Angela: You're a con man? Roy: Con artist. Flim-flam man, grifter, loser, matchstick man... Whatever. Take your pick.
Matchstick Men is a 2003 Black Comedy and Drama based on a book by Eric Garcia and is directed by Ridley Scott. It stars Nicolas Cage, Alison Lohman and Sam Rockwell.Cage plays Roy Waller, an obsessive-compulsive, agoraphobic, germaphobic con-artist residing in Los Angeles. His partner is Frank Mercer (Rockwell). The two operate a fake lottery, selling overpriced water filtration systems to unsuspecting customers; in the process, Roy has collected over one million dollars and has developed a crush on Kathy (Sheila Kelley), a cashier at a local supermarket. Roy was married long ago; his wife, Heather (Melora Walters), was pregnant at the time he divorced her. After Roy has a violent panic attack, Frank insists he see a psychiatrist. The psychiatrist, Harris Klein (Bruce Altman), contacts Heather, and reveals that Roy has a daughter, Angela (Lohman). Not long afterwards, Angela turns up on Roy's doorstep. It seems she wants to get to know the father she never had, and also, that she wants in on his and Frank's upcoming con...
Babies Ever After: The last shot of the movie is of Roy standing with his new wife, Kathy, who is now pregnant with his child.
Bavarian Fire Drill: The final part of the last major con. Frank's allies trick Roy into thinking that he's been arrested for Chuck Frechette's murder. Fearing for Angela (who he thinks is on the run from the police), he tells Dr. Klein the passcode to his bank account and has him pass it on to Angela so that she'll have enough money to escape. Armed with his passcode, Frank, Dr. Klein, and "Angela" (who isn't really Roy's daughter) steal all the money from Roy's account.
Bikini Bar: Roy and Frank go to one for their first meeting with Chuck Frechette.
Bittersweet Ending: It starts out looking like a textbook case of a Downer Ending, but twists into a Bittersweet Ending. Roy loses all of his money after being conned by the three people that he loves and trusts most, and he finds out that his daughter (who he owes his newfound happiness to) isn't really his daughter. Fast-forward one year: Despite all that's happened to him, Roy has successfully left his criminal past behind and conquered his neurosis, and he has a steady relationship with a woman he loves. When he encounters "Angela" again, he doesn't hold a grudge against her.
Evil Parents Want Good Kids: Roy, despite his long and checkered past, is appalled when he learns Angela isn't a innocent little waif; he is repeatedly shocked at her poor study habits, juvenile delinquency, and eagerness for con jobs.
Angela: "Teach me something! A con." Roy: "I'm not teaching you anything." Angela: "Why not?" Roy: "Because you're far too bright and innocent and beautiful and I'm not going to screw that up like everything else."
Roy: "I'm not a criminal, I'm a con artist. They give me their money."
Ironic Echo: Several in the final scene between Roy and "Angela".
First (Roy to Dr. Klein): "I'm not a criminal, I'm a con man. They give me their money." Later (Roy to "Angela"): "You didn't take it. I gave it to you."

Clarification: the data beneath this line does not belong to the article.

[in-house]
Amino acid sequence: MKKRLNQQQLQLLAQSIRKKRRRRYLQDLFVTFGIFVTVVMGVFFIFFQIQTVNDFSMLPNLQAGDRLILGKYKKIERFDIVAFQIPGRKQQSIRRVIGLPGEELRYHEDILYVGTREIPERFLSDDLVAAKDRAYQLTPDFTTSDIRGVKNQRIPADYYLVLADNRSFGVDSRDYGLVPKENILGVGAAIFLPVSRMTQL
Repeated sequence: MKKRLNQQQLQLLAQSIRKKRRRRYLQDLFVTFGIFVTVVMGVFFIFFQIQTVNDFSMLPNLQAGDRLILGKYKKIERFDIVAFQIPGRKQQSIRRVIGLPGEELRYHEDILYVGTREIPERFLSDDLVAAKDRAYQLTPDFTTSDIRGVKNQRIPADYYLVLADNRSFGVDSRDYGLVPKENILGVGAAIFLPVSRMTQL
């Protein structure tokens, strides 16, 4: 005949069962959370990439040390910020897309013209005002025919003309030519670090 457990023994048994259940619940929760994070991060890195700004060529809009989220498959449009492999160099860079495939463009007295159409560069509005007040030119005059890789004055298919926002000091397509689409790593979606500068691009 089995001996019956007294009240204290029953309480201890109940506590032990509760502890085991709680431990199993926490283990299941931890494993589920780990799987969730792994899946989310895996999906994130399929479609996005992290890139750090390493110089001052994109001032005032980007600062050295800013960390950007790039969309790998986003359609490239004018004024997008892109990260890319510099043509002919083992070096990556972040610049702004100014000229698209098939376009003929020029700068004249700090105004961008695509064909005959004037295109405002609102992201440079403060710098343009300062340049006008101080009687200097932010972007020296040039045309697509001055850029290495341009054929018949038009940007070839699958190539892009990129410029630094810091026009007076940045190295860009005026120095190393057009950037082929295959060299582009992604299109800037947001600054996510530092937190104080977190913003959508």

First (Angela to Roy): "If you're gonna get wet, might as well go swimming." Later (Roy to Angela): "If you're gonna go swimming, you're gonna get wet.
Kinda Busy Here: Frank calls Roy when he's having an OCD freak-out and obsessively cleaning his house, but Roy ignores him. Realizing what's going on, Frank keeps calling and being ignored for hours on end, trying to snap Roy out of it.
Large Ham: "Hey, have you ever been dragged to the sidewalk and beaten till you...PISSED...BLOOD?!!!!"
Little Miss Con Artist: The whole point of the film is Angela conning people with her father and conning him because he's not really his daughter.
Massive Multiplayer Scam: Roy thinks he is working with Frank to take Chuck Frechette for $80,000. In reality, Frank, Angela, Dr. Klein, and several other accomplices are all working together to take Roy for the million-plus in his safe deposit box.
Neat Freak/Super OCD: Roy is obsessive with cleanliness — he can't stand to be outdoors, insists his visitors remove their shoes, opens and closes the front and back door three times, and spends an entire day cleaning the house out of fear it may be dirty.
Parental Hypocrisy: Roy the Con Man is strongly opposed to teaching Angela his tricks of the trade, and makes her return the takings of her first scam.
Roy: "I told you I'd teach you a con. I didn't say I'd let you get away with it."
Placebo Effect: Roy finds out that Dr. Klein's pills are actually soy menopause supplements, which he gave to Roy to prove that he didn't need pills to conquer his OCD. Roy realizes that bonding with Angela has given his life meaning and helped him overcome his neurosis.
Shout-Out: Roy's partner, "Frank Mercer", is named after Frank Sinatra and Johnny Mercer. Both artists are featured prominently in the soundtrack.
The Shrink: Dr. Klein is aiding Roy with his OCD because it's part of a con.
Title Drop: You're a con man? - Con artist. A flimflam man, matchstick man, loser.
Violin Scam: Roy uses two variations of this scam, one with a water filtration system (the mark buys it to avoid paying taxes for a nonexistent European vacation), and one with a "winning" lottery ticket.
You See, I'm Dying: Parodied. In the scene where Roy refuses to answer his phone while he's cleaning, Frank keeps leaving him voicemail messages trying to snap him out of it. After he's been at it for a few hours, he half-heartedly tries to guilt-trip Roy into picking up the phone by claiming that he's dying.
Frank: Roy, normally I would never do this, but, well...I'm dying, Roy. It's my spleen. I, uh...can't feel my thumbs.